Up in Smoke: E-cigarettes and Airplanes

E-cigarettes

Battery powered e-cigarettes can heat up to more than 200 degrees Fahrenheit as they convert liquid nicotine into an inhalable vapor. There is now growing concern about permitting e-cigarettes in checked baggage because in several instances the heating element has accidentally activated, causing fires.

The first incident occurred August 9 at Boston’s Logan Airport, when e-cigarettes packed in a passenger’s checked bag in the cargo hold of a JetBlue aircraft caused a fire that forced a temporary evacuation of the plane. A baggage handler safely extinguished the fire and the aircraft departed for Buffalo, N.Y. In a separate incident that occurred this January at Los Angeles International Airport, an overheated e-cigarette in checked luggage waiting in the baggage area spontaneously caught fire.

These incidents, as well as others, have prompted the FAA to issue an official warning to U.S. carriers stating tobacco alternative devices "can pose a fire hazard in the cargo compartment of planes." The FAA has cracked down on the transport of lithium ion batteries, which it says can ignite in flight. E-cigarettes are powered by lithium cells.

Airlines differ in their approach to e-cigarettes and vaporizers. United Airlines allows passengers to bring e-cigarettes and personal vaporizers on board as carry-on, but will not accept them in checked or gate-checked bags. Southwest Airlines permits them to be brought aboard in carry-on baggage and placed in checked luggage as long as the battery (and any spare batteries) are removed from the devices, protected from short circuit and transported as carry-on baggage.  LIAT, a regional airline that connects the Caribbean, just banned the transport of e-cigarettes in checked luggage, saying they are a fire risk, and are advising passengers not to bring e-cigarettes aboard in carry-on baggage, either.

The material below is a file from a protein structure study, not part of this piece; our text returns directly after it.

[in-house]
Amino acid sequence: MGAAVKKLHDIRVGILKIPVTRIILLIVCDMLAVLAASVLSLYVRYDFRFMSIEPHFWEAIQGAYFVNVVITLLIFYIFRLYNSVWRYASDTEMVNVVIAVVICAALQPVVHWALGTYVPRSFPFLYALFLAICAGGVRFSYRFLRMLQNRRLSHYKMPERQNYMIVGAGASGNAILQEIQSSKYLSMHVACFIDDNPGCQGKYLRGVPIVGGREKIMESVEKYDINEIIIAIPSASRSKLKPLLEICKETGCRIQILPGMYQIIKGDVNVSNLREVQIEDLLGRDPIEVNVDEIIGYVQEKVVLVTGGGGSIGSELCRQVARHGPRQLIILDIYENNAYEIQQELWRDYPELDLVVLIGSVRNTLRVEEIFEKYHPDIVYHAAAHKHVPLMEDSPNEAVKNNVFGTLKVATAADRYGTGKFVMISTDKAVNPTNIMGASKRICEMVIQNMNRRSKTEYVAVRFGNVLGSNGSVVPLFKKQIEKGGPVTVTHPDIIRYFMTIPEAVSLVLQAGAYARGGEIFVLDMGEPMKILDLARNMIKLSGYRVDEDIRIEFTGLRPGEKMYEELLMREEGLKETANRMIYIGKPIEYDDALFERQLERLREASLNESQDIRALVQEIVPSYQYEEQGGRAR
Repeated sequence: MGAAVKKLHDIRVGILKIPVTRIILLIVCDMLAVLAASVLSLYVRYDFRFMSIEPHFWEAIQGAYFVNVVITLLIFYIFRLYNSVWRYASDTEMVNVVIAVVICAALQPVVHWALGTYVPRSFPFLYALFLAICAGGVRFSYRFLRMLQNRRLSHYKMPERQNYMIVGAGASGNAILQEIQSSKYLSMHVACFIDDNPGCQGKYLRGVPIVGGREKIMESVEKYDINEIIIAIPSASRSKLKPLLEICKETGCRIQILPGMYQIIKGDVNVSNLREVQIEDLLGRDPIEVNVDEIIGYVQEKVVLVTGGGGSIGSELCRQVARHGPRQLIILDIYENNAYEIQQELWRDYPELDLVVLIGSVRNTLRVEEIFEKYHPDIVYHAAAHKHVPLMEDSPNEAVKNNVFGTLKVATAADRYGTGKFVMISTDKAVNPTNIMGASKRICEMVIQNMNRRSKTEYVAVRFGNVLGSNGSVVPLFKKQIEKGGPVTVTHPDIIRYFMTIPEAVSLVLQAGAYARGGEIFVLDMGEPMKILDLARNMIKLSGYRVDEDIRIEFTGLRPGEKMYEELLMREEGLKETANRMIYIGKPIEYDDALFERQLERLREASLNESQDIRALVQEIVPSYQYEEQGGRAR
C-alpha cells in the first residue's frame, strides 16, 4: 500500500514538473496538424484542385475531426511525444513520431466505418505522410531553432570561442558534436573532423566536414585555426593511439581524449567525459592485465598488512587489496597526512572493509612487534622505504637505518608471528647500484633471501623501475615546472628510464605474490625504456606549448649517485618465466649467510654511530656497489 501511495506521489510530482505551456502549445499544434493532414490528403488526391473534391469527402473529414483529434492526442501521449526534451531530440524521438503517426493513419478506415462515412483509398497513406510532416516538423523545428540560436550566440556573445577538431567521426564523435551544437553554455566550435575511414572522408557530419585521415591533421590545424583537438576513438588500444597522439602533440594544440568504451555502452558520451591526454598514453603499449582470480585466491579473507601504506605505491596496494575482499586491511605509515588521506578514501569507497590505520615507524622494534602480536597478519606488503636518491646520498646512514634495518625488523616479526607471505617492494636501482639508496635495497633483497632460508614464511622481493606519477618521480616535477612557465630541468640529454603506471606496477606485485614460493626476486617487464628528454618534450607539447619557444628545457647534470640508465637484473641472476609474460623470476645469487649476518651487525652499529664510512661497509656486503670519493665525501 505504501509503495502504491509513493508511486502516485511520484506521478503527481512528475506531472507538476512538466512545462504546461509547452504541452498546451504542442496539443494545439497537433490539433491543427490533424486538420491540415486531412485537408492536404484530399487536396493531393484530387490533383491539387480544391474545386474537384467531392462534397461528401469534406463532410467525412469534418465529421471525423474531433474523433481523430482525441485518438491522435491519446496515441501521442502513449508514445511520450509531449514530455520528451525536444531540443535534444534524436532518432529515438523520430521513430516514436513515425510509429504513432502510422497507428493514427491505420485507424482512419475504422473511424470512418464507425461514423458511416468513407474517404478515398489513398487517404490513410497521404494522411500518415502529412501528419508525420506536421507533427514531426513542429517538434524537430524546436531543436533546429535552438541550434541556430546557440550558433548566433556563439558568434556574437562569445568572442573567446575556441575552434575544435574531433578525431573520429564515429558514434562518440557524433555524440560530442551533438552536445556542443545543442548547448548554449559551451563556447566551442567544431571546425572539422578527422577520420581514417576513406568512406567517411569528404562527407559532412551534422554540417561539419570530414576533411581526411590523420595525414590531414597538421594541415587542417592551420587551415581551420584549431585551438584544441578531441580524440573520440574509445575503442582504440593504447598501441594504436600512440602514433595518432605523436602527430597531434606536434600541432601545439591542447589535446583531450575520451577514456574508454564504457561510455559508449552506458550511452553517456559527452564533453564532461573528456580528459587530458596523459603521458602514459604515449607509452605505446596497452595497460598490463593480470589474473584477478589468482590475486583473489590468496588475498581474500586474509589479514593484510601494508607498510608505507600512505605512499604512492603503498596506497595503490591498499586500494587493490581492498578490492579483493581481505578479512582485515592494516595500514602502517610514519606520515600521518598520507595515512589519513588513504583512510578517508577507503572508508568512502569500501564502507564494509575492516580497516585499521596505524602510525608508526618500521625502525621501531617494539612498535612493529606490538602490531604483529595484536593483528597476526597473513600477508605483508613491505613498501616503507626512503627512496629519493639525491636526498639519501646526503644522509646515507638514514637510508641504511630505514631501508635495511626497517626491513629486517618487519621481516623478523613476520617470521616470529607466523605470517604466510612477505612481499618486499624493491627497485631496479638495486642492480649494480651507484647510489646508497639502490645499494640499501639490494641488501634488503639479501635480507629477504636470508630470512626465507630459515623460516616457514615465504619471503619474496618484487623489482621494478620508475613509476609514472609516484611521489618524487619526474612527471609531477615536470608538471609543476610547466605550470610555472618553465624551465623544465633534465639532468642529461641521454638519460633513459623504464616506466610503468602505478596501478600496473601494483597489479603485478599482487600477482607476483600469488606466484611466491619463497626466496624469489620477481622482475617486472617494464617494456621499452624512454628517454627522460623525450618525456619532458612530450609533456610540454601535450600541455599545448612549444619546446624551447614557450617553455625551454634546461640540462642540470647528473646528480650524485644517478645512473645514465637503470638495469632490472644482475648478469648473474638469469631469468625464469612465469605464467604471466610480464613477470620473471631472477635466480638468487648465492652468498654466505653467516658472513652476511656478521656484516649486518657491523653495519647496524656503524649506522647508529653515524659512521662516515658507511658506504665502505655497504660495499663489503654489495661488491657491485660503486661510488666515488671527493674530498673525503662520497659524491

Although policies differ as to the transport of e-cigarettes and vaporizers, there is unanimous agreement among major U.S. airlines prohibiting their use in-flight. About three years ago, the U.S. Department of Transportation proposed specifically banning their use on commercial flights however the proposal was never finalized. The FAA hasn’t issued an official ruling on this. 

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